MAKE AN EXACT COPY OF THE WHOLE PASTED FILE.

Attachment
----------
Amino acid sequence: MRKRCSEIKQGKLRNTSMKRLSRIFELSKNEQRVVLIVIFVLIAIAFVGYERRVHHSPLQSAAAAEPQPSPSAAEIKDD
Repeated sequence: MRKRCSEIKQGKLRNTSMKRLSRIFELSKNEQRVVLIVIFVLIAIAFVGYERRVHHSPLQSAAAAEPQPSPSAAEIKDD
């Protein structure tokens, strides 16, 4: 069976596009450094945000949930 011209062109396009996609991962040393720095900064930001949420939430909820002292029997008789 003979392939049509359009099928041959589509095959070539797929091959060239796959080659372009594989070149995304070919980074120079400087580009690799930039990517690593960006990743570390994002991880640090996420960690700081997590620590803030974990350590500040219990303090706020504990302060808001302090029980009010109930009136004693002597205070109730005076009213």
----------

Amino acid sequence: MRKRCSEIKQGKLRNTSMKRLSRIFELSKNEQRVVLIVIFVLIAIAFVGYERRVHHSPLQSAAAAEPQPSPSAAEIKDD
Repeated sequence: MRKRCSEIKQGKLRNTSMKRLSRIFELSKNEQRVVLIVIFVLIAIAFVGYERRVHHSPLQSAAAAEPQPSPSAAEIKDD
């Protein structure tokens, strides 16, 4: 069976596009450094945000949930 011209062109396009996609991962040393720095900064930001949420939430909820002292029997008789 003979392939049509359009099928041959589509095959070539797929091959060239796959080659372009594989070149995304070919980074120079400087580009690799930039990517690593960006990743570390994002991880640090996420960690700081997590620590803030974990350590500040219990303090706020504990302060808001302090029980009010109930009136004693002597205070109730005076009213």